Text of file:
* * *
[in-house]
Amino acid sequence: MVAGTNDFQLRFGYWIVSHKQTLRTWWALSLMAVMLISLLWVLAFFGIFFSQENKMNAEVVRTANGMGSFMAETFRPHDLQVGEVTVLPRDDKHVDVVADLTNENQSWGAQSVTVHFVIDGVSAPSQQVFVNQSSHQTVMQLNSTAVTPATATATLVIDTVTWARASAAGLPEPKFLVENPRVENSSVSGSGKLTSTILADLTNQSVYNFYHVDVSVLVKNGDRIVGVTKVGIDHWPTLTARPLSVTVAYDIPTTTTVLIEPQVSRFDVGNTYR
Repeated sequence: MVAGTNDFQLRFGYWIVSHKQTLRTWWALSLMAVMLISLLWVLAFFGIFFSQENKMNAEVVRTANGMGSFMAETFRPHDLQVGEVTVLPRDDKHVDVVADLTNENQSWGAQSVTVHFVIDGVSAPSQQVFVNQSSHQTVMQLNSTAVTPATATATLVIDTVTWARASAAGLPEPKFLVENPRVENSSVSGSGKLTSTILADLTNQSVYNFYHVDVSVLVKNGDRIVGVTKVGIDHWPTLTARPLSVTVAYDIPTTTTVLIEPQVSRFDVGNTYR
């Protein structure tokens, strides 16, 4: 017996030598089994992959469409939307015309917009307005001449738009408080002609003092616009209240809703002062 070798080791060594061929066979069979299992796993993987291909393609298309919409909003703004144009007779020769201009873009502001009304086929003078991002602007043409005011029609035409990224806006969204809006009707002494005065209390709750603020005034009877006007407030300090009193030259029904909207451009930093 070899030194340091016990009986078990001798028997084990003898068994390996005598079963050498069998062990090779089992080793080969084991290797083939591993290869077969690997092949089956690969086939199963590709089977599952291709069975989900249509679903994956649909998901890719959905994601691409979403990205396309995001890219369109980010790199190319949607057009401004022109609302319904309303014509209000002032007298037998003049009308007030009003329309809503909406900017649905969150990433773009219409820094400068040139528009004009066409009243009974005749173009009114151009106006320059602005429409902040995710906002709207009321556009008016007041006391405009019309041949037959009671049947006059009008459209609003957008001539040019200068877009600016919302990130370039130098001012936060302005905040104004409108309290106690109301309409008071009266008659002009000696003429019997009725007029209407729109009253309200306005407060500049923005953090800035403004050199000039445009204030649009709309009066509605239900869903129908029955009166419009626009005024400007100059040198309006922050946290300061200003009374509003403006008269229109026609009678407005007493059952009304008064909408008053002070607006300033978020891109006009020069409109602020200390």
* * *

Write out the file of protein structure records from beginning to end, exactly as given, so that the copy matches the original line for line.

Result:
[in-house]
Amino acid sequence: MVAGTNDFQLRFGYWIVSHKQTLRTWWALSLMAVMLISLLWVLAFFGIFFSQENKMNAEVVRTANGMGSFMAETFRPHDLQVGEVTVLPRDDKHVDVVADLTNENQSWGAQSVTVHFVIDGVSAPSQQVFVNQSSHQTVMQLNSTAVTPATATATLVIDTVTWARASAAGLPEPKFLVENPRVENSSVSGSGKLTSTILADLTNQSVYNFYHVDVSVLVKNGDRIVGVTKVGIDHWPTLTARPLSVTVAYDIPTTTTVLIEPQVSRFDVGNTYR
Repeated sequence: MVAGTNDFQLRFGYWIVSHKQTLRTWWALSLMAVMLISLLWVLAFFGIFFSQENKMNAEVVRTANGMGSFMAETFRPHDLQVGEVTVLPRDDKHVDVVADLTNENQSWGAQSVTVHFVIDGVSAPSQQVFVNQSSHQTVMQLNSTAVTPATATATLVIDTVTWARASAAGLPEPKFLVENPRVENSSVSGSGKLTSTILADLTNQSVYNFYHVDVSVLVKNGDRIVGVTKVGIDHWPTLTARPLSVTVAYDIPTTTTVLIEPQVSRFDVGNTYR
């Protein structure tokens, strides 16, 4: 017996030598089994992959469409939307015309917009307005001449738009408080002609003092616009209240809703002062 070798080791060594061929066979069979299992796993993987291909393609298309919409909003703004144009007779020769201009873009502001009304086929003078991002602007043409005011029609035409990224806006969204809006009707002494005065209390709750603020005034009877006007407030300090009193030259029904909207451009930093 070899030194340091016990009986078990001798028997084990003898068994390996005598079963050498069998062990090779089992080793080969084991290797083939591993290869077969690997092949089956690969086939199963590709089977599952291709069975989900249509679903994956649909998901890719959905994601691409979403990205396309995001890219369109980010790199190319949607057009401004022109609302319904309303014509209000002032007298037998003049009308007030009003329309809503909406900017649905969150990433773009219409820094400068040139528009004009066409009243009974005749173009009114151009106006320059602005429409902040995710906002709207009321556009008016007041006391405009019309041949037959009671049947006059009008459209609003957008001539040019200068877009600016919302990130370039130098001012936060302005905040104004409108309290106690109301309409008071009266008659002009000696003429019997009725007029209407729109009253309200306005407060500049923005953090800035403004050199000039445009204030649009709309009066509605239900869903129908029955009166419009626009005024400007100059040198309006922050946290300061200003009374509003403006008269229109026609009678407005007493059952009304008064909408008053002070607006300033978020891109006009020069409109602020200390």